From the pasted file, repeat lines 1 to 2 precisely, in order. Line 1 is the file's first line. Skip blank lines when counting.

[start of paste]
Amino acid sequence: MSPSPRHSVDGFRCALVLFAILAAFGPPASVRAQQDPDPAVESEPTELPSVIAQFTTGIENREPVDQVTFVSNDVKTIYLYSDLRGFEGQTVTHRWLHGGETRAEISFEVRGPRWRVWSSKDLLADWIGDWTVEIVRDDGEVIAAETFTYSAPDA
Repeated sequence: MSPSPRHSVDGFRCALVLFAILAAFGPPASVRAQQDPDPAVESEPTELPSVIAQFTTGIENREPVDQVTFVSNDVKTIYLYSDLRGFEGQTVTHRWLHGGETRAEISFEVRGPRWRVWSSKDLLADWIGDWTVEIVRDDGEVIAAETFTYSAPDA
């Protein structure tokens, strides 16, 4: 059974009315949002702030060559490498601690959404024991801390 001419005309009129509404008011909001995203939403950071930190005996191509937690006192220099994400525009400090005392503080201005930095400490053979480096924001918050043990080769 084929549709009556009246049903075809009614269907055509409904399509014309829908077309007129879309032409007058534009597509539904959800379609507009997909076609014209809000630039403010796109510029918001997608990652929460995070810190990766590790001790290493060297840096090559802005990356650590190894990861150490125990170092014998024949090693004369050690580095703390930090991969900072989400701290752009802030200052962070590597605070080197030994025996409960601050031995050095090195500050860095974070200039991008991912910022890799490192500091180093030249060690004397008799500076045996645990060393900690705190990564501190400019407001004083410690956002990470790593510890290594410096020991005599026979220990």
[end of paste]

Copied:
Amino acid sequence: MSPSPRHSVDGFRCALVLFAILAAFGPPASVRAQQDPDPAVESEPTELPSVIAQFTTGIENREPVDQVTFVSNDVKTIYLYSDLRGFEGQTVTHRWLHGGETRAEISFEVRGPRWRVWSSKDLLADWIGDWTVEIVRDDGEVIAAETFTYSAPDA
Repeated sequence: MSPSPRHSVDGFRCALVLFAILAAFGPPASVRAQQDPDPAVESEPTELPSVIAQFTTGIENREPVDQVTFVSNDVKTIYLYSDLRGFEGQTVTHRWLHGGETRAEISFEVRGPRWRVWSSKDLLADWIGDWTVEIVRDDGEVIAAETFTYSAPDA